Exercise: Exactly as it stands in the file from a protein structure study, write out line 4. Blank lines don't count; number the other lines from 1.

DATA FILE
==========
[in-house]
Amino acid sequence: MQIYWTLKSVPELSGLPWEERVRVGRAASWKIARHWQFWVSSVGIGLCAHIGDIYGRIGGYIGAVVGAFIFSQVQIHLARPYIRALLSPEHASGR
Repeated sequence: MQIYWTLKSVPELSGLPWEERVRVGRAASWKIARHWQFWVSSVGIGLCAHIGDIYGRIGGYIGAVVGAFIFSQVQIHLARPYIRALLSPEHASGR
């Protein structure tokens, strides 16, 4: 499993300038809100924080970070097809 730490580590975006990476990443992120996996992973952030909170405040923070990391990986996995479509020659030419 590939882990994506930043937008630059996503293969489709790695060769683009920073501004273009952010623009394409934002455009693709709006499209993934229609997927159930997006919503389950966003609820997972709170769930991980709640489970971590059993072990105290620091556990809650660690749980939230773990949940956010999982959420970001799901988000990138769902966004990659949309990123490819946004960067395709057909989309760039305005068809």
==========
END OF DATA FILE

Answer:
């Protein structure tokens, strides 16, 4: 499993300038809100924080970070097809 730490580590975006990476990443992120996996992973952030909170405040923070990391990986996995479509020659030419 590939882990994506930043937008630059996503293969489709790695060769683009920073501004273009952010623009394409934002455009693709709006499209993934229609997927159930997006919503389950966003609820997972709170769930991980709640489970971590059993072990105290620091556990809650660690749980939230773990949940956010999982959420970001799901988000990138769902966004990659949309990123490819946004960067395709057909989309760039305005068809």